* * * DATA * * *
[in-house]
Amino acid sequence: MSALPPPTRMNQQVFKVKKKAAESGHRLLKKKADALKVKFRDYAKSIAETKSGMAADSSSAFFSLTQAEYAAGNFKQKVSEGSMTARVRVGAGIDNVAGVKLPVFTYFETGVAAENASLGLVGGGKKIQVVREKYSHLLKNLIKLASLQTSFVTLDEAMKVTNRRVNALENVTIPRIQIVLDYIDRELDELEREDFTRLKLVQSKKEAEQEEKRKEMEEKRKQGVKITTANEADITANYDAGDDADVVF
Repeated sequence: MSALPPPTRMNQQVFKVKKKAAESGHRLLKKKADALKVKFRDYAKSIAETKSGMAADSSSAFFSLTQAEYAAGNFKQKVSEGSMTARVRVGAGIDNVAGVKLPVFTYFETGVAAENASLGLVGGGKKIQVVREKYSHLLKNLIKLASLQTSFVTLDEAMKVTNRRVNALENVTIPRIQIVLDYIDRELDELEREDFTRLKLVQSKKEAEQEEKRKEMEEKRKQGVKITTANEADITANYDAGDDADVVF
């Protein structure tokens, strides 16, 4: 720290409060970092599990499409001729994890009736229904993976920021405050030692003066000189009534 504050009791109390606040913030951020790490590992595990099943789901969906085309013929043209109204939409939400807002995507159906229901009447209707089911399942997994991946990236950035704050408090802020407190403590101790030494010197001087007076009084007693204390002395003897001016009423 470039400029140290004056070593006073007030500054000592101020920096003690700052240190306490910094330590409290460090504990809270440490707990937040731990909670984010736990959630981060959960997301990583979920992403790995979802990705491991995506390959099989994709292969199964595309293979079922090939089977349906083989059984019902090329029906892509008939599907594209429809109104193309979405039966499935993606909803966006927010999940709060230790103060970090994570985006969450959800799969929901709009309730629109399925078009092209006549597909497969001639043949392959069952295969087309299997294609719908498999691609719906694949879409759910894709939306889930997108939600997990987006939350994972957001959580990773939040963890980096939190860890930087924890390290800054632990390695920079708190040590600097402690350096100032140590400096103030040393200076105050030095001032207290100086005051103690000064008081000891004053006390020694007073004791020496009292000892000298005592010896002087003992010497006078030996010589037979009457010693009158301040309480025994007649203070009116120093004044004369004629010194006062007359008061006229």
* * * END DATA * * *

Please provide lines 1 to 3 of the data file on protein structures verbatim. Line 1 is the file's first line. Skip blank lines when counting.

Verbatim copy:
[in-house]
Amino acid sequence: MSALPPPTRMNQQVFKVKKKAAESGHRLLKKKADALKVKFRDYAKSIAETKSGMAADSSSAFFSLTQAEYAAGNFKQKVSEGSMTARVRVGAGIDNVAGVKLPVFTYFETGVAAENASLGLVGGGKKIQVVREKYSHLLKNLIKLASLQTSFVTLDEAMKVTNRRVNALENVTIPRIQIVLDYIDRELDELEREDFTRLKLVQSKKEAEQEEKRKEMEEKRKQGVKITTANEADITANYDAGDDADVVF
Repeated sequence: MSALPPPTRMNQQVFKVKKKAAESGHRLLKKKADALKVKFRDYAKSIAETKSGMAADSSSAFFSLTQAEYAAGNFKQKVSEGSMTARVRVGAGIDNVAGVKLPVFTYFETGVAAENASLGLVGGGKKIQVVREKYSHLLKNLIKLASLQTSFVTLDEAMKVTNRRVNALENVTIPRIQIVLDYIDRELDELEREDFTRLKLVQSKKEAEQEEKRKEMEEKRKQGVKITTANEADITANYDAGDDADVVF